The Barcode scanner is the workhorse of the POS array. It was the introduction of barcodes on virtually every product that enabled the POS or point of sale to become the nerve center of the retail operation. Barcode scanners are available in several different types including the hand held scanner, the pen scanner, and the fixed surface scanners. The fixed surface scanner where product barcodes are dragged over the lens is the most common at retail outlets. The hand held scanners, and pen scanners are more versatile, and are often used in conjunction with fixed surface scanners to augment the POS capability especially when large or unwieldy items are involved.The smaller and more mobile scanners also serve inventory functions as they can be carried easily out among the product displays, and certain types of fixed surface scanners have applications in manufacturing and logistical settings.
The barcodes themselves that are displayed on the product contain a simple numeric code that is read by the scanner. The scanners use several different methods for reading the barcode, usually involving light and the software of the scanner translates the optical image into a readable number. By coding this number to the product, a scan can be transformed into a price readout at the Point of sale or it can be sent internally to a data base tracking sales results or inventory control levels.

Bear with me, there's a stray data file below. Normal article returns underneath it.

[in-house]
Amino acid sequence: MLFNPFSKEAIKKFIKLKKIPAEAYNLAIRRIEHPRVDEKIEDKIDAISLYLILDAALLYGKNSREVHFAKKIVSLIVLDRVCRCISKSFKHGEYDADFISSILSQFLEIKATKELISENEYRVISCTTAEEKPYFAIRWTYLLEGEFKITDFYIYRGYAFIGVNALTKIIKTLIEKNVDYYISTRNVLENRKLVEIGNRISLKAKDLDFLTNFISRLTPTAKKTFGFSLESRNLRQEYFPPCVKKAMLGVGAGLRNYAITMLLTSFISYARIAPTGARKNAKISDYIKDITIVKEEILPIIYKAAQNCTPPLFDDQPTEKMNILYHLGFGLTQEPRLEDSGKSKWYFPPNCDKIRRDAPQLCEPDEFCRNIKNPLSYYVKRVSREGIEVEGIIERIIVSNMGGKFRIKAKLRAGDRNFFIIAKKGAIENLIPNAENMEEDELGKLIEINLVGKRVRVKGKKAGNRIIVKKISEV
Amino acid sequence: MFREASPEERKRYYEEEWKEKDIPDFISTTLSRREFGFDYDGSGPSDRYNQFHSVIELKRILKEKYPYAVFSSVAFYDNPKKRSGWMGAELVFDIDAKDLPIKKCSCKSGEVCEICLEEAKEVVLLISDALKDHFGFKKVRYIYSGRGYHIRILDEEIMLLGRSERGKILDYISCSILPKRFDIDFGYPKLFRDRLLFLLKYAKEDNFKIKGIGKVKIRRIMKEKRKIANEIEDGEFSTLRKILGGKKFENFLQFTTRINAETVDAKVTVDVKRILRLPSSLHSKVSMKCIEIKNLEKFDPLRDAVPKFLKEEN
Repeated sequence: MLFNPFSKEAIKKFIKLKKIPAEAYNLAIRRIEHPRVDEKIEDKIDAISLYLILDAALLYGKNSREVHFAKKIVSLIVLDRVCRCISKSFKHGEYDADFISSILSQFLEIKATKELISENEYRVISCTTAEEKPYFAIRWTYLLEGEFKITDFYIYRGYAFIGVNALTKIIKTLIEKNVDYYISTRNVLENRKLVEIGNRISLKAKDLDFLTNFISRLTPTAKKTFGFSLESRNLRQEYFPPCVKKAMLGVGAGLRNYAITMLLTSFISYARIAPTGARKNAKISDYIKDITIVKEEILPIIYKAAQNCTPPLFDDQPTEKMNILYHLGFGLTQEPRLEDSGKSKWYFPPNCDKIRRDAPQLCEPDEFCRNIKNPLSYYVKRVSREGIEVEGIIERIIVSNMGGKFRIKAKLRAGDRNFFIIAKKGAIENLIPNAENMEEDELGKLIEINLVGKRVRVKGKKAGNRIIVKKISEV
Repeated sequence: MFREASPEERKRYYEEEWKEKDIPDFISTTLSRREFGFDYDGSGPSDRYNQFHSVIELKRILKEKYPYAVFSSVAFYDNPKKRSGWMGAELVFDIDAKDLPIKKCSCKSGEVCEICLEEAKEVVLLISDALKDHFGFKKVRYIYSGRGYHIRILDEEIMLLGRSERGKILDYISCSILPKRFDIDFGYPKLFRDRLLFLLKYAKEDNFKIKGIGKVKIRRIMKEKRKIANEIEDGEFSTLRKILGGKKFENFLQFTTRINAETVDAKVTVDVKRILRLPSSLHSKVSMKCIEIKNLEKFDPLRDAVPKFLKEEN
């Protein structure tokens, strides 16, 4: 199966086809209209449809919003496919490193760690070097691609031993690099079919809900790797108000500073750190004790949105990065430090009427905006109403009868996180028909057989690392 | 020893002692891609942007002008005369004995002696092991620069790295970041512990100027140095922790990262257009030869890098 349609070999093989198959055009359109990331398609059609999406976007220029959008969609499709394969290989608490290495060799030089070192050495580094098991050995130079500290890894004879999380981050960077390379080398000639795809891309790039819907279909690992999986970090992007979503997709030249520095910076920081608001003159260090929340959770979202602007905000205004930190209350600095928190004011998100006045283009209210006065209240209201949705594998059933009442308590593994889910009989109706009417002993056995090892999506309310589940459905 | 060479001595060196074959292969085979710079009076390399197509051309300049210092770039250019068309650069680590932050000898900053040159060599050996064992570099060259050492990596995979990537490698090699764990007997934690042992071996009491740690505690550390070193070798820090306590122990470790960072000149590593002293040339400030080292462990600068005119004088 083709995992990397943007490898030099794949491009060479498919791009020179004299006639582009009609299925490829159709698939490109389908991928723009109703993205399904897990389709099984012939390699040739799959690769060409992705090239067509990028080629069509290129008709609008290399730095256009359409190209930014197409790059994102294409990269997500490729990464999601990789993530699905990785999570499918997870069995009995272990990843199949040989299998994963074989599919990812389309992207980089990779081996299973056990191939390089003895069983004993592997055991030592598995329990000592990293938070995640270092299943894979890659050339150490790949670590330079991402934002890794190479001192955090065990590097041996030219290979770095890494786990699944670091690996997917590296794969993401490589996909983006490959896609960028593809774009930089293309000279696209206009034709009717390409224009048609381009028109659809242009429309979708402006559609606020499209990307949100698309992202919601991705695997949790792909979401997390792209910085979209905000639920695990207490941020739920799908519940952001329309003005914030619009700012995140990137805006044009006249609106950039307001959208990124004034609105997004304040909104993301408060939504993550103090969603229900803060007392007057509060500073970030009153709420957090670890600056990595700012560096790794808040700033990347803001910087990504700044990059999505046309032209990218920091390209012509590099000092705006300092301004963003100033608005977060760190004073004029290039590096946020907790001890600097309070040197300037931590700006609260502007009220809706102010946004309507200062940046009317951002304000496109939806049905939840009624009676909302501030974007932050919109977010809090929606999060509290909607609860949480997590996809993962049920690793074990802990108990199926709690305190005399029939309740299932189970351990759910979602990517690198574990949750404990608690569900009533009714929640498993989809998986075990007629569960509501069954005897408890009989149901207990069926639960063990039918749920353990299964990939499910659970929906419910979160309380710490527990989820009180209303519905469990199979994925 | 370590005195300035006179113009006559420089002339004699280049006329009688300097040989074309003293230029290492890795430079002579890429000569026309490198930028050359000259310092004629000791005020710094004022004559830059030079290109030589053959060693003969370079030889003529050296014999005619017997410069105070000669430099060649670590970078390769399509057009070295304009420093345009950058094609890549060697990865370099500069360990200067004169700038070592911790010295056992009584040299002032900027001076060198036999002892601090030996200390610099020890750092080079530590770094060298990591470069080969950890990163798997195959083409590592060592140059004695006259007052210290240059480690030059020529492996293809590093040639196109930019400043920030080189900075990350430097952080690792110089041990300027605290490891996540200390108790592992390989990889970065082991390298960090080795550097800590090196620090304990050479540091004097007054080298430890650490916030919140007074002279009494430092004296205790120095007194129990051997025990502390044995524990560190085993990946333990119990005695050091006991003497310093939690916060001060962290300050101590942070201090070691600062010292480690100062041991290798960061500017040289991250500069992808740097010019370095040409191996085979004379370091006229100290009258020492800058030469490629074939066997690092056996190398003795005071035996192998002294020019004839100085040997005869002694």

Since the use of barcodes and scanners has spread beyond the retail market into such areas as manufacturing and logistical control, the number of scanners available has grown steadily as their cost has dropped. Even mail carriers are now using hand held scanners to verify package delivery and fixed surface scanners are used to sort mail. This explosion of usage and function has made the barcodes and the barcode scanners that read them one of the most essential tools in the ever expanding technology of the modern market place.